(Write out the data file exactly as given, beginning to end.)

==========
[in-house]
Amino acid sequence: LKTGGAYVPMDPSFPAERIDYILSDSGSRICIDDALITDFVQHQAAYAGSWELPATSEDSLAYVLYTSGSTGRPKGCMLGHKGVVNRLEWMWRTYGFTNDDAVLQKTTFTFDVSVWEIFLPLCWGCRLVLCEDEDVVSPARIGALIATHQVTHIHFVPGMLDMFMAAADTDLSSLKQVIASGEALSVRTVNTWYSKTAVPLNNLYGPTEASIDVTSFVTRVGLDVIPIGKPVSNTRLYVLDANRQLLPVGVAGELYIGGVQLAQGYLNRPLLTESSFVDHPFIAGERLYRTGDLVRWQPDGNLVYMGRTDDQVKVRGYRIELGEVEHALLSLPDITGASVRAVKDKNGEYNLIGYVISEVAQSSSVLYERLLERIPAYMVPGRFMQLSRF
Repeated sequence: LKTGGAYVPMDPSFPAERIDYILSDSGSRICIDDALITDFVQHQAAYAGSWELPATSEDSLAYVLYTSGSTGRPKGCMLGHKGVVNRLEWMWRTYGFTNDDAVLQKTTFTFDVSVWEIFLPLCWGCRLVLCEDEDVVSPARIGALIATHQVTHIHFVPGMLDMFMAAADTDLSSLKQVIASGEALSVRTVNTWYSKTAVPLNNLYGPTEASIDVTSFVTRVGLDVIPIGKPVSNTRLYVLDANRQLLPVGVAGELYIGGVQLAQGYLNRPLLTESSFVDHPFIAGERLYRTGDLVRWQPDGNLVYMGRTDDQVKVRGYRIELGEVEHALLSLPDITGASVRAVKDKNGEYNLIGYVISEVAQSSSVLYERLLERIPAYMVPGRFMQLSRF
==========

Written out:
[in-house]
Amino acid sequence: LKTGGAYVPMDPSFPAERIDYILSDSGSRICIDDALITDFVQHQAAYAGSWELPATSEDSLAYVLYTSGSTGRPKGCMLGHKGVVNRLEWMWRTYGFTNDDAVLQKTTFTFDVSVWEIFLPLCWGCRLVLCEDEDVVSPARIGALIATHQVTHIHFVPGMLDMFMAAADTDLSSLKQVIASGEALSVRTVNTWYSKTAVPLNNLYGPTEASIDVTSFVTRVGLDVIPIGKPVSNTRLYVLDANRQLLPVGVAGELYIGGVQLAQGYLNRPLLTESSFVDHPFIAGERLYRTGDLVRWQPDGNLVYMGRTDDQVKVRGYRIELGEVEHALLSLPDITGASVRAVKDKNGEYNLIGYVISEVAQSSSVLYERLLERIPAYMVPGRFMQLSRF
Repeated sequence: LKTGGAYVPMDPSFPAERIDYILSDSGSRICIDDALITDFVQHQAAYAGSWELPATSEDSLAYVLYTSGSTGRPKGCMLGHKGVVNRLEWMWRTYGFTNDDAVLQKTTFTFDVSVWEIFLPLCWGCRLVLCEDEDVVSPARIGALIATHQVTHIHFVPGMLDMFMAAADTDLSSLKQVIASGEALSVRTVNTWYSKTAVPLNNLYGPTEASIDVTSFVTRVGLDVIPIGKPVSNTRLYVLDANRQLLPVGVAGELYIGGVQLAQGYLNRPLLTESSFVDHPFIAGERLYRTGDLVRWQPDGNLVYMGRTDDQVKVRGYRIELGEVEHALLSLPDITGASVRAVKDKNGEYNLIGYVISEVAQSSSVLYERLLERIPAYMVPGRFMQLSRF